NRC Proposes $25,600 Fine for Pennsylvania Company

Nuclear Regulatory Commission - News Release
No: I-22-003 March 2, 2022
CONTACT: Diane Screnci, 610-337-5330
Neil Sheehan, 610-337-5331
NRC Proposes $25,600 Fine for Pennsylvania Company
The Nuclear Regulatory Commission has proposed a $25,600 civil penalty to a Pennsylvania company for performing work in West Virginia without obtaining approval from the NRC.
Steel City Gamma LLC, based in Daisytown (Washington County), Pennsylvania, conducted industrial radiography activities on Dec. 18, 2019, and between Jan. 1, 2020, and April 9, 2020, at a facility in Pleasant Valley, West Virginia.
Based on an investigation conducted between April 21, 2020, and March 1, 2021, the NRC’s Office of Investigations determined that SCG did not abide by the applicable requirements, including performing the work without a license from Pennsylvania when it was amended to possession and storage only. In addition, the investigation found that the company’s then-owner engaged in deliberate misconduct by knowingly violating regulations pertaining to reciprocity.
On Feb. 3, 2022, the NRC Region I Office conducted a predecisional enforcement conference with SCG to discuss the violations, causes and corrective actions. During this conference, the company’s current owner acknowledged that SCG committed the violations. As a result, the NRC is proposing the fine and a Severity Level II violation. The agency is also issuing an order prohibiting the firm’s former owner from participating in NRC-licensed activities for five years because of deliberate misconduct.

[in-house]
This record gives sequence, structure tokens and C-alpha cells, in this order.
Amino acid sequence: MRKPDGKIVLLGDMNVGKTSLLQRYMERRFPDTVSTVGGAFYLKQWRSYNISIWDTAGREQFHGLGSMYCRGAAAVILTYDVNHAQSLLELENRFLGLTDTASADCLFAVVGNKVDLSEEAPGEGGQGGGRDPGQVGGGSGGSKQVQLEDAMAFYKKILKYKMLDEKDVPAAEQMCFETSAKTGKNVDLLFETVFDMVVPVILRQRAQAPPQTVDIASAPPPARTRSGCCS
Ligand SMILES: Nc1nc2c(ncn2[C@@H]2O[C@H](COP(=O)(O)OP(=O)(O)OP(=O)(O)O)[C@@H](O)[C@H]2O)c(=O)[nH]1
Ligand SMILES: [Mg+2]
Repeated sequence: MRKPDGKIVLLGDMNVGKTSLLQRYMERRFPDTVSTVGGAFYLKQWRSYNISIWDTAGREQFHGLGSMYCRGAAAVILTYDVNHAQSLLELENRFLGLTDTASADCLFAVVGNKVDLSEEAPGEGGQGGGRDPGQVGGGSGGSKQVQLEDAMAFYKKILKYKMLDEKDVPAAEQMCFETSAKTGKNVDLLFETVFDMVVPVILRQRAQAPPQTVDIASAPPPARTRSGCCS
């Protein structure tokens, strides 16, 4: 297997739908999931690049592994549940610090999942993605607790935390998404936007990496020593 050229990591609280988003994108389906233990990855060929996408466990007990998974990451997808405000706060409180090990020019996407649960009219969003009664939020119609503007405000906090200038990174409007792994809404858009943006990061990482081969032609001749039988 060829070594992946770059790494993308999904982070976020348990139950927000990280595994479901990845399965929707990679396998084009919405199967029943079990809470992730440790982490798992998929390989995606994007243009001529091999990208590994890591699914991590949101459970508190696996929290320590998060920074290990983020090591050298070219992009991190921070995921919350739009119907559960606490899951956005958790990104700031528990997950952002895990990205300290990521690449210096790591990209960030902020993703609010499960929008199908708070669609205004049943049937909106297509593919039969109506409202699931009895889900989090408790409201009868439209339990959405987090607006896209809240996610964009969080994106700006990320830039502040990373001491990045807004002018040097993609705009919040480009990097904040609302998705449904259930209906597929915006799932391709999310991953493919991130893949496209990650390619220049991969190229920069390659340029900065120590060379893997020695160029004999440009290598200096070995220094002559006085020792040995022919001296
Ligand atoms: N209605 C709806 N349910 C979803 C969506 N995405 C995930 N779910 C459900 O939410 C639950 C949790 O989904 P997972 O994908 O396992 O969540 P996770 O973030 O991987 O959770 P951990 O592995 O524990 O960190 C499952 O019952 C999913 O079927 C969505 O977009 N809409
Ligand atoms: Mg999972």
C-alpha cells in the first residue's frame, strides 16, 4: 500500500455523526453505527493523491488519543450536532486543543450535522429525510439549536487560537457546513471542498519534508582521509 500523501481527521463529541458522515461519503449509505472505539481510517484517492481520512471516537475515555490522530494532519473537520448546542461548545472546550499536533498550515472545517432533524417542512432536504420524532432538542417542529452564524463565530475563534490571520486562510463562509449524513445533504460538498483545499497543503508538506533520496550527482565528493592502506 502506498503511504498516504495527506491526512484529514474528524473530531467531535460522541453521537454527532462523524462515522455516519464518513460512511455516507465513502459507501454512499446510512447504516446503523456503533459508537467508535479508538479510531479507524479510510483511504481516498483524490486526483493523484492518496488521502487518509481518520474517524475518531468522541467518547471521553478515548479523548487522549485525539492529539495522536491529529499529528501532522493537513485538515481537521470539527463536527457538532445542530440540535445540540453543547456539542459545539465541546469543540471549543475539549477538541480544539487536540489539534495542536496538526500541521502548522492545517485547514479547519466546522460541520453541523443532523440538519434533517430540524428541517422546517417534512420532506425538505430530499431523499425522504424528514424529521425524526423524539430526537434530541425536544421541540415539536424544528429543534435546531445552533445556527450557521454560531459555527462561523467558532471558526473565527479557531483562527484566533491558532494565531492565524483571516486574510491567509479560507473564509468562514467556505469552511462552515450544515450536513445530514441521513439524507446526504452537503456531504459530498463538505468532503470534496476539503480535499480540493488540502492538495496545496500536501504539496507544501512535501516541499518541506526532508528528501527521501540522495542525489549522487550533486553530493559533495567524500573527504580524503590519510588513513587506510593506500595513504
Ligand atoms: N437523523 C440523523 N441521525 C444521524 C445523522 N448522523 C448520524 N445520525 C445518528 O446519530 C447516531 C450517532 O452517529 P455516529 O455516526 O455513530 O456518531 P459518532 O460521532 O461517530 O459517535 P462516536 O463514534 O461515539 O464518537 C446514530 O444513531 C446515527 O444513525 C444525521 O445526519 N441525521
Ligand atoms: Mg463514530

The violations did not result in any actual safety or security consequences.
“The failure to follow NRC requirements prior to using NRC-licensed materials is unacceptable,” said NRC Region I Administrator David Lew. “We cannot permit any violations of NRC regulations to interfere with the protection of public health and safety.”
Industrial radiography involves the use of a device containing nuclear material to check for cracks or flaws in materials that would not otherwise be visible. Applications can include the testing and grading of welds on pressurized piping, high-capacity storage containers and pipelines.
As an NRC “Agreement State,” Pennsylvania oversees the use of nuclear materials within its borders that would otherwise be regulated by the NRC. Under a reciprocity requirement, if Agreement State-licensed materials are used in a state where nuclear materials are regulated by the NRC, including West Virginia, approval must first be obtained from the agency.
The firm, which no longer has a nuclear materials license from Pennsylvania, will have 30 days to provide a written response, which must include steps it has taken or plans to take to address the issue.